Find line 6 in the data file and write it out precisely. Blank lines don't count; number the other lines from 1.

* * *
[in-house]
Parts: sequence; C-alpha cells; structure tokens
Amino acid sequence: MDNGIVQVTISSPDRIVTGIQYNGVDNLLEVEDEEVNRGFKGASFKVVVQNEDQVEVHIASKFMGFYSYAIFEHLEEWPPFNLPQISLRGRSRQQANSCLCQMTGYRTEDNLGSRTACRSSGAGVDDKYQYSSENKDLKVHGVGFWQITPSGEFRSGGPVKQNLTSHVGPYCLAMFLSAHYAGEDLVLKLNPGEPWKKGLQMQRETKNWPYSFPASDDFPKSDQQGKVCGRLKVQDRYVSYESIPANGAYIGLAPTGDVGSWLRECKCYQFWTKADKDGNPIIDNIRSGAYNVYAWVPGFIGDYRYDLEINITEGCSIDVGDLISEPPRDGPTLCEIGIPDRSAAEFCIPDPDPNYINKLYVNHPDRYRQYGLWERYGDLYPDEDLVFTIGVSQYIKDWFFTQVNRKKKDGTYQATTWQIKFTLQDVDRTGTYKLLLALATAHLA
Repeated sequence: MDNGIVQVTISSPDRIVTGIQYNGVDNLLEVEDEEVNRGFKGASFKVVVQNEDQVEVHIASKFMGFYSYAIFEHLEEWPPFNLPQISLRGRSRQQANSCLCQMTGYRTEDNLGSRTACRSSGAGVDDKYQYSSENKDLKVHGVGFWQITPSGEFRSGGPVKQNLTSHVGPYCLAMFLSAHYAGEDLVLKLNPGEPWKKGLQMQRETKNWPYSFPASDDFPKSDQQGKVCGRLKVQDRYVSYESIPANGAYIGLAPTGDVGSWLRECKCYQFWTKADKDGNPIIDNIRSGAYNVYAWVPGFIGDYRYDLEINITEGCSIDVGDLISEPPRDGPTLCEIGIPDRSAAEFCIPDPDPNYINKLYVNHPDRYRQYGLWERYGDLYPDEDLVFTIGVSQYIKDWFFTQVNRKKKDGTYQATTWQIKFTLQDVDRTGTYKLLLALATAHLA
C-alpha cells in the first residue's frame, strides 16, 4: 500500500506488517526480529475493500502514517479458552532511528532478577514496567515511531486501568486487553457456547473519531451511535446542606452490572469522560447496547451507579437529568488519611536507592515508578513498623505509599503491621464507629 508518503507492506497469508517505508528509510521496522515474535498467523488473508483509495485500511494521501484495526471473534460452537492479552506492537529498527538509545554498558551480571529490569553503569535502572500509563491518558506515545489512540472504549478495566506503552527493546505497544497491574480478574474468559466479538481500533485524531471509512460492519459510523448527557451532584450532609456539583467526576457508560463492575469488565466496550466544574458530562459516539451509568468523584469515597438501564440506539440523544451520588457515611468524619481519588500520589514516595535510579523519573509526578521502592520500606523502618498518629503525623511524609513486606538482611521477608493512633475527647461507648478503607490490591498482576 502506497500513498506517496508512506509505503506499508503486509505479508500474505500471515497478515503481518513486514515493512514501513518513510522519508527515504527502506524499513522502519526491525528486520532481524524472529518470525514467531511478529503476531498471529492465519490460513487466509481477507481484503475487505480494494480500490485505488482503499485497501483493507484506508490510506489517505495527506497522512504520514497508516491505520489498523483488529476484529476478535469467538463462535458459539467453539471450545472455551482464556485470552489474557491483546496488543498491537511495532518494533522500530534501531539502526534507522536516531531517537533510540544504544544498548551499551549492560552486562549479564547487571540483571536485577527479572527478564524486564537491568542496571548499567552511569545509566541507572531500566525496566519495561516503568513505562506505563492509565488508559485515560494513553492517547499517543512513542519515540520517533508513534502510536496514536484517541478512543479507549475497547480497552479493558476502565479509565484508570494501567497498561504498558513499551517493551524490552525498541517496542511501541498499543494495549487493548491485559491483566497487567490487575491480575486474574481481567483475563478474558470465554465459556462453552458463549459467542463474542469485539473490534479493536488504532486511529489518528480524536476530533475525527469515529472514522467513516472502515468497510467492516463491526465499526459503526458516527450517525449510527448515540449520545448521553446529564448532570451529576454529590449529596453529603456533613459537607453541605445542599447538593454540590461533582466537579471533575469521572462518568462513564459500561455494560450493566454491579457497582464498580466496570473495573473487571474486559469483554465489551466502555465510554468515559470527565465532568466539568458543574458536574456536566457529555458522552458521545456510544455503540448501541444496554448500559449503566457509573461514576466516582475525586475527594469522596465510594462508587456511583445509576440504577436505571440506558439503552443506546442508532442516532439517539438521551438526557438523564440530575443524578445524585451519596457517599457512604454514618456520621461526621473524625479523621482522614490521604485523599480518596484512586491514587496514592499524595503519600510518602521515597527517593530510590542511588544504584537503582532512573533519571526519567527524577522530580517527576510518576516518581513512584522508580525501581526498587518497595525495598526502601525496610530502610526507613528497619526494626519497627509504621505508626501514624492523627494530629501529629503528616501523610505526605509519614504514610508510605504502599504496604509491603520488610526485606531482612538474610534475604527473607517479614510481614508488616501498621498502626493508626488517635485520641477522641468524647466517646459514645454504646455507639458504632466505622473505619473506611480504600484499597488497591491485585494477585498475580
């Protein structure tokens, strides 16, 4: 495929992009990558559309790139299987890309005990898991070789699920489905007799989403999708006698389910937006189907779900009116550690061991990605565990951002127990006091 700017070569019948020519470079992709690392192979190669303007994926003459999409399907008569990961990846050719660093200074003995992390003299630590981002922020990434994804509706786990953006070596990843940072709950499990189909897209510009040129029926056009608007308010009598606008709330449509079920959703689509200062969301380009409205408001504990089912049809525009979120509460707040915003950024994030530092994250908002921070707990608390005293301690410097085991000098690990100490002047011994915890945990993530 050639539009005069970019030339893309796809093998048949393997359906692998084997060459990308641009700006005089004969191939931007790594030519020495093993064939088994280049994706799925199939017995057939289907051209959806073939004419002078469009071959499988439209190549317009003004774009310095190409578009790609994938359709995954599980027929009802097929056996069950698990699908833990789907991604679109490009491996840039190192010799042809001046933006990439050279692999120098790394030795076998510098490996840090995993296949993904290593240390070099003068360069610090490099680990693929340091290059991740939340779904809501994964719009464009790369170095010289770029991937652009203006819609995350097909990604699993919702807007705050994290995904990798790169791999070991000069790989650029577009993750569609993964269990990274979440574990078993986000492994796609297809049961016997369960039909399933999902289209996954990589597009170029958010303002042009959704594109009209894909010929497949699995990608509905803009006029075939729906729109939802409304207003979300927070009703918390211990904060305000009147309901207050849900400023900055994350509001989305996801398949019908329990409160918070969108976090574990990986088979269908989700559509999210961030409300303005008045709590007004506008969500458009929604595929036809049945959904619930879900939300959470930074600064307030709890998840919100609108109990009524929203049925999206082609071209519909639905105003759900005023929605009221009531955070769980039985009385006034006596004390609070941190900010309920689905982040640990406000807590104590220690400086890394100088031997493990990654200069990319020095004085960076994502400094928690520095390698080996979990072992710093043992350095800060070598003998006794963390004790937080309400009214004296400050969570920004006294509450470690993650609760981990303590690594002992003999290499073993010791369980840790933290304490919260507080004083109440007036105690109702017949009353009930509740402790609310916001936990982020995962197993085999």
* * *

């Protein structure tokens, strides 16, 4: 495929992009990558559309790139299987890309005990898991070789699920489905007799989403999708006698389910937006189907779900009116550690061991990605565990951002127990006091 700017070569019948020519470079992709690392192979190669303007994926003459999409399907008569990961990846050719660093200074003995992390003299630590981002922020990434994804509706786990953006070596990843940072709950499990189909897209510009040129029926056009608007308010009598606008709330449509079920959703689509200062969301380009409205408001504990089912049809525009979120509460707040915003950024994030530092994250908002921070707990608390005293301690410097085991000098690990100490002047011994915890945990993530 050639539009005069970019030339893309796809093998048949393997359906692998084997060459990308641009700006005089004969191939931007790594030519020495093993064939088994280049994706799925199939017995057939289907051209959806073939004419002078469009071959499988439209190549317009003004774009310095190409578009790609994938359709995954599980027929009802097929056996069950698990699908833990789907991604679109490009491996840039190192010799042809001046933006990439050279692999120098790394030795076998510098490996840090995993296949993904290593240390070099003068360069610090490099680990693929340091290059991740939340779904809501994964719009464009790369170095010289770029991937652009203006819609995350097909990604699993919702807007705050994290995904990798790169791999070991000069790989650029577009993750569609993964269990990274979440574990078993986000492994796609297809049961016997369960039909399933999902289209996954990589597009170029958010303002042009959704594109009209894909010929497949699995990608509905803009006029075939729906729109939802409304207003979300927070009703918390211990904060305000009147309901207050849900400023900055994350509001989305996801398949019908329990409160918070969108976090574990990986088979269908989700559509999210961030409300303005008045709590007004506008969500458009929604595929036809049945959904619930879900939300959470930074600064307030709890998840919100609108109990009524929203049925999206082609071209519909639905105003759900005023929605009221009531955070769980039985009385006034006596004390609070941190900010309920689905982040640990406000807590104590220690400086890394100088031997493990990654200069990319020095004085960076994502400094928690520095390698080996979990072992710093043992350095800060070598003998006794963390004790937080309400009214004296400050969570920004006294509450470690993650609760981990303590690594002992003999290499073993010791369980840790933290304490919260507080004083109440007036105690109702017949009353009930509740402790609310916001936990982020995962197993085999």